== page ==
Class IV Drugs

With the thousands of illicit and prescription drugs available in the United States, the federal government decided that it was necessary to overhaul the existing laws and drug categories and created an entirely new classification system. The Controlled Substances Act categorized all drugs according to ‘Schedules,’ which are different classification groups. Schedule IV drugs have lower abuse potential than drugs classified under Schedules I-III. Despite the fact that they are considered to be less dangerous than Schedule I-III drugs, Schedule IV drugs are still abused and can very harmful.

Class IV Drugs
The Controlled Substances Act is a legal statute that was put into effect in 1970 under President Richard Nixon. The act organizes all prescription and illegal, non-prescription drugs into a hierarchy of tiered classes known as “schedules.” Generally, the lower the schedule number, the more dangerous the drug is when misused. Under this system, a Schedule II drug will have more risks of misuse, dependence and withdrawal than a Schedule IV drug. Drugs that are classified as Schedule IV controlled substances are approved for medical use and are available only by prescription. They present a low potential for abuse compared to drugs in Schedules I-III. They considered to have a moderate to low risk of causing dependence or addiction in people who take them.
Tramadol, known under the brand name Ultram, is an opioid pain reliever that is used to treat all types of chronic or acute pain. Tramadol is taken orally in tablet form and it becomes active one hour after it is administered, providing up to six hours of moderate pain relief. The drug is often combined with acetaminophen. Like other Schedule IV drugs, it does carry some risk of dependence. Dextropropoxyphene, sold under the brand name Darvon, is an opioid analgesic that is used to treat less severe pain. It can also be used in local anesthesia and in cough suppressants. In 2009, it was taken off the market in the United States after it was determined that its medicinal benefits were far fewer than its associated risks which included heart problems, addiction, and fatal overdoses.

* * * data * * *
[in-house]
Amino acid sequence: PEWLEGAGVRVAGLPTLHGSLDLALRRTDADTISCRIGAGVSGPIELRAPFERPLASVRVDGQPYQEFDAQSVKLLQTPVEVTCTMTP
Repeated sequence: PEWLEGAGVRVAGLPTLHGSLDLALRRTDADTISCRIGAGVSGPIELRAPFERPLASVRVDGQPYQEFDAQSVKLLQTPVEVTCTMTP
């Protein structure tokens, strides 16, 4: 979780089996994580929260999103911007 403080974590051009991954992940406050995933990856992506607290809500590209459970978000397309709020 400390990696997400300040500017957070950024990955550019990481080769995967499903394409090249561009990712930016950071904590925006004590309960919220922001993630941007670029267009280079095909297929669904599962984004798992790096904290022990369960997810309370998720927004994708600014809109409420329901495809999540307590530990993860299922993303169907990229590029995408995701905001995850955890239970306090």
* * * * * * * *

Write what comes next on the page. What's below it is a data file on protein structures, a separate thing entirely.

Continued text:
Benzodiazepines are a class of depressants that are used to treat anxiety, seizures, insomnia and acute alcohol withdrawal symptoms. These drugs have had varying degrees of effectiveness in providing short-term relief for symptoms. They do have several side effects, both moderate and severe, which include nausea, vomiting, muscle aches, pain, rebound insomnia, headaches and amnesia. Benzodiazepines have a long history of abuse. They are widely prescribed across the country and, as a result, have found their way onto the illicit drug market. They also have the potential to be abused by prescribed patients and members of their households. As recreational drugs, they are commonly referred to as “benzos.” Benzodiazepines are commonly abused in combination with alcohol or other drugs. Risks of misusing benzodiazepines include addiction, dependence, acute withdrawal symptoms, overdose and death. Some examples of benzodiazepines are chlordiazepoxide (Librium), diazepam (Valium), lorazepam (Ativan), alprazolam (Xanax) and clonazepam (Klonopin).
Other controlled substances under Schedule IV are fenfluramine, which is a banned appetite suppressant. Lorcaserin, sold under the brand name Belviq, is another appetite suppressant. Several stimulants that are also marketed for weight loss and appetite suppression, including fenproporex, mazindol, amfepramone and diethylpropion, are classified under Schedule IV.
Class IV Drugs
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